When Kim Lisboa, owner of Myxx Luxury Lounge and Restaurant in Cedar Fairmount, noticed fewer customers crossing the threshold of the former Jillian's Billiard Club, she knew she had to make a bold move. After a near-complete demolition and rebuild, the spacious new restaurant and lounge are more reminiscent of a place you’d find in Soho than in Cleveland Heights.
It all happened the day before Thanksgiving 2009. That was the day that, for Chris Armington, owner of The Tavern Company, a longtime dream was finally realized. After more than a dozen years working as a server, bartender and, eventually, a manager at Brennan’s Colony, he finally had a spot to call his own.
“I always wanted to own my own restaurant, but didn’t know if it was realistic or feasible,” said Armington.
Now that roughly two and a half years have elapsed since its grand reopening, things at the Lee Road restaurant are going fairly well—no small feat, given the restaurant’s popularity under its previous ownership. Customers have commented that the food has improved and the nightly specials have become popular among patrons.
In the male-dominated automotive industry, Motorcars in Cleveland Heights stands out as female-friendly place to work, and to buy a car. Boasting 45 female employees, Motorcars has women in every position at the dealership: sales, service technician, clean-up, detailing, service writer, valet, and controller.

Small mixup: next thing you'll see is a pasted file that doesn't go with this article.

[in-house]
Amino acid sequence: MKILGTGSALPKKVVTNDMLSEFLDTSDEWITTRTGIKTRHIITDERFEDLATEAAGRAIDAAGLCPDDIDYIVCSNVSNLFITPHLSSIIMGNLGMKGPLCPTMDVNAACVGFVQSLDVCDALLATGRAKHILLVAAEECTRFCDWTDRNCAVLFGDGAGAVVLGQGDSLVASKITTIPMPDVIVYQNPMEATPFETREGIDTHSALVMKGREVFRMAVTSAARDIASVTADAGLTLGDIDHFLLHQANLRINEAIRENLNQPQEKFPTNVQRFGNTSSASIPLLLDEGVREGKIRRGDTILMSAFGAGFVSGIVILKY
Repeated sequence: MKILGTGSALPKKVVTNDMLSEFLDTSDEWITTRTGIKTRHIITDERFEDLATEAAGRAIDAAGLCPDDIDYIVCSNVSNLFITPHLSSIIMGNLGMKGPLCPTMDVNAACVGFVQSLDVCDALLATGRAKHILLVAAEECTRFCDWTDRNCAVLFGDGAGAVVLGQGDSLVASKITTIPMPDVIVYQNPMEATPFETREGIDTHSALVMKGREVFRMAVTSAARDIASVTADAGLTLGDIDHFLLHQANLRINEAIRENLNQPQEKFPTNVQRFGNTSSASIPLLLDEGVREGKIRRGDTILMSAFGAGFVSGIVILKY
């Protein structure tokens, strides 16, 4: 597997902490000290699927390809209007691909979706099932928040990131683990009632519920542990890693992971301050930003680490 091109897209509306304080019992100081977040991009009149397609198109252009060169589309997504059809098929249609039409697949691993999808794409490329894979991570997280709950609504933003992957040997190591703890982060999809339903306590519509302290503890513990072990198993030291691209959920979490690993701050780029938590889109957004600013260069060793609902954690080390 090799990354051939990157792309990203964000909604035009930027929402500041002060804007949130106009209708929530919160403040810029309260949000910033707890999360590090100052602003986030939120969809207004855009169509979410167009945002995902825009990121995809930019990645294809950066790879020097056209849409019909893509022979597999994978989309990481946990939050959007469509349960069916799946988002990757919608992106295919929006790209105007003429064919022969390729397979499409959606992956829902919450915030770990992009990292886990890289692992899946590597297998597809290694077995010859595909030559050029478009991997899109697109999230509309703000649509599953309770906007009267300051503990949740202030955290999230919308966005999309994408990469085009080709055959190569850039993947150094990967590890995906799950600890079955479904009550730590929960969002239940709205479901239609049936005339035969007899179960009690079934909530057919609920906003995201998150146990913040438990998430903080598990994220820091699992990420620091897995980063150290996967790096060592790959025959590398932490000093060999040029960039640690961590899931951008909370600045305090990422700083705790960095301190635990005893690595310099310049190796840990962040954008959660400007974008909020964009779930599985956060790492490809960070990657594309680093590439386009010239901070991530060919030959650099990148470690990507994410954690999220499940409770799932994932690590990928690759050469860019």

Coventry Village’s Big Fun was the site of a cash mob on Feb. 9. In an e-mail to customers, Steve Presser, owner of Big Fun, described the joy he felt watching 65 like-minded individuals support the store. “What an incredible feeling it is to watch five dozen plus people rush in your front door with smiles on their faces and with one and only one idea: to support a local business. No discounts, no special deals—that’s not the mission here.” Presser joined the group afterwards for drinks at La Cave Du Vin
Samtoy staged the first cash mob in November 2011. He came up with the concept while going through the Cleveland Bridge Builders leadership program. The mob has three rules: spend $20, meet three people you didn’t know before, and have fun.
In a letter to her customers and friends, Tammy Currier, owner of Heights Floral Shoppe, announced that she was closing her store effective immediately. Heights Floral, located at 3451 Fairmount Boulevard, in the Fairmount Taylor Business District, was known for its eye-catching displays and gifts, as well as its unique floral designs.
This winter, Cleveland Leadership Center (CLC) and four chambers of commerce are cooperating in a whole new way. For the last two years, Civic Leadership Institute (CLI) has brought together business owners, executives and key nonprofit and community leaders with seminars designed to foster understanding about how the city and its suburbs work together—and sometimes against each other.
Beginning Feb. 1, the CLI will bring its six-part program to Cleveland’s eastern suburbs.
When Angie Polman, executive director of the Heights-Hillcrest Regional Chamber of Commerce, attended the fall session of the CLI at its usual downtown City Club location, ideas percolated. “CLI gave me great insight into the history of our regional economy and sharpened my civic dialogue skills,” said Polman.
For more years than anyone can remember, 2167 Lee Road, next door to the Cedar Lee Theatre, has been a bar. For the last 15 years, it has been the Charles Stewart Parnell Pub, under the watchful eye and keep of Irish-born owner Declan Synnott. Better known in the neighborhood as simply Parnell’s Pub, it’s likely the old oak bar holds more stories and secrets than most high school students.
Arriving in Boston in 1994 from County Meath, Ireland, Synnott was enticed to move to Cleveland by the promise of opening a family-owned Irish restaurant--Flannery’s on East 4th Street. After opening and managing the place for a few years, he knew it was time for him to have his turn.